The last official release of player numbers by Riot and League of Legends was back in the beginning of 2014, when Riot essentially bragged about having 67 million monthly players, 27 million daily players, and 7.5 million concurrent players. Those numbers haven’t changed on Riot’s official website, but I’m sure they’re not quite as lofty now.

Blizzard has attempted to find a space in the MOBA market last year, with the release of its Heroes of the Storm MOBA, based on eccentric characters in Blizzard lore.

Riot’s main fear has to be a shift from MOBA’s back to FPS-style games. There was a time when Team Fortress 2, and even further back, Counter-Strike, were king among PC games. Then came along World of Warcraft, cornering the PC market for nearly half a decade. Is this the next wave?

I don’t see the exit of MOBAs being immediate, but a gradual decline seems evident. Ultimately, it was the MOBA genre that took over the MMO genre just recently. While MMOs haven’t disappeared, they certainly have taken a backseat to MOBAs.

It’s also important to note that Bizzard didn’t exactly foresee a shift in the market. After all, Overwatch was born from the ashes of what presumably was Titan. Titan was a massive, but cancelled, Blizzard multiplayer online game.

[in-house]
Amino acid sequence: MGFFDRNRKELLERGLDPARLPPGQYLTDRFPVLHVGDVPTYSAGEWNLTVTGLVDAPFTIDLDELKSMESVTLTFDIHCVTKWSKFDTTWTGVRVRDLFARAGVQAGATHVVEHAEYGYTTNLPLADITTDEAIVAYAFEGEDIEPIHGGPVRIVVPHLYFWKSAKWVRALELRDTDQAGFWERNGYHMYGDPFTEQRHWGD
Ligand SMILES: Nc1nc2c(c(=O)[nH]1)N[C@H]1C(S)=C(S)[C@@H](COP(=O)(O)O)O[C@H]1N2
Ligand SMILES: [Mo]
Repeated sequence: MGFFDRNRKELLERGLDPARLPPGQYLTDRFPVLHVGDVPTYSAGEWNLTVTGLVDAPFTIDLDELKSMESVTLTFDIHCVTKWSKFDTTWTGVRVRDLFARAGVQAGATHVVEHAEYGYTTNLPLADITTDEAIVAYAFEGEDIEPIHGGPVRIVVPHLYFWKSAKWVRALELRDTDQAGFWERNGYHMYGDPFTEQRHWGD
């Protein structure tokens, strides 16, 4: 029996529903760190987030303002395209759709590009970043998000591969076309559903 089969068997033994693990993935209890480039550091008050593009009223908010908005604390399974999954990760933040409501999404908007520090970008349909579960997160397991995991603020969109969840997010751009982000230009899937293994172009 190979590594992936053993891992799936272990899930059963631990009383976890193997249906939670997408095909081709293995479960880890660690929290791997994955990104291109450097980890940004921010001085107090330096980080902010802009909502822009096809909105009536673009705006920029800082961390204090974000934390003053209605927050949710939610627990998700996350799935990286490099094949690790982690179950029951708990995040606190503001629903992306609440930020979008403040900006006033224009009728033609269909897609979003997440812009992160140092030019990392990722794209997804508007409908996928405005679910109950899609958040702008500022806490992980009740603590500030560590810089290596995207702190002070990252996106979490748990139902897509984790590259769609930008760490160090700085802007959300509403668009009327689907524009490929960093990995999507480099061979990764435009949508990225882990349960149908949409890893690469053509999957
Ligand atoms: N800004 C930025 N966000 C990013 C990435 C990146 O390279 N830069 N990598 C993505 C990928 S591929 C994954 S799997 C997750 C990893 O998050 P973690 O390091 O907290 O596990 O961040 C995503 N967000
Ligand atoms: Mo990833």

After seven years of development, Titan was reported to have been scrapped in Sept. 2014. Some of the concepts from that game were then transported to Overwatch.

Why players are switching from League to Overwatch

The biggest response from players who have switched from League to Overwatch is to avoid the long matches and a toxic community that Riot has strived to fix.

The introduction of a competitive mode for Overwatch just a few weeks ago has increased the length of matches, and the toxicity has also increased. An article by Paul Tassi at Forbes has done a great job of outlining the toxicity experienced in-game.

The long term future of MOBAs and Overwatch

As far as esports and competitive play is concerned, MOBAs still offer a unique perspective on games. Overwatch is a more active, fast-paced game compared to League of Legend’s observatory, reaction-based game.

Overwatch also has yet to build an established competitive environment. Currently, League of Legends and DOTA 2 can fill stadiums at their major events, and also provide their players with millions of dollars in prize money.

Considering the extended success of Counter-Strike and its esports scene, there is definitely enough room for Overwatch to coexist next to League of Legends. The games offer vastly different styles, and those styles do not appease everyone.

Nonetheless, Blizzard will fully support its game, both financially and in marketability. Only time will tell how big Overwatch becomes, and what impact that will have on League of Legends’ future.

Rachel Perry
Rachel Perry

Since: March 30, 2016

Rachel is an avid gamer whose insatiable desire for all things gaming related has been augmented by the inconceivable growth of eSports and how competitive gaming is viewed. When she’s not busy writing about her favorite games, Rachel can be found playing League of Legends, Hearthstone, Heroes of the Storm, or watching too much Twitch.tv.

See all articles from this author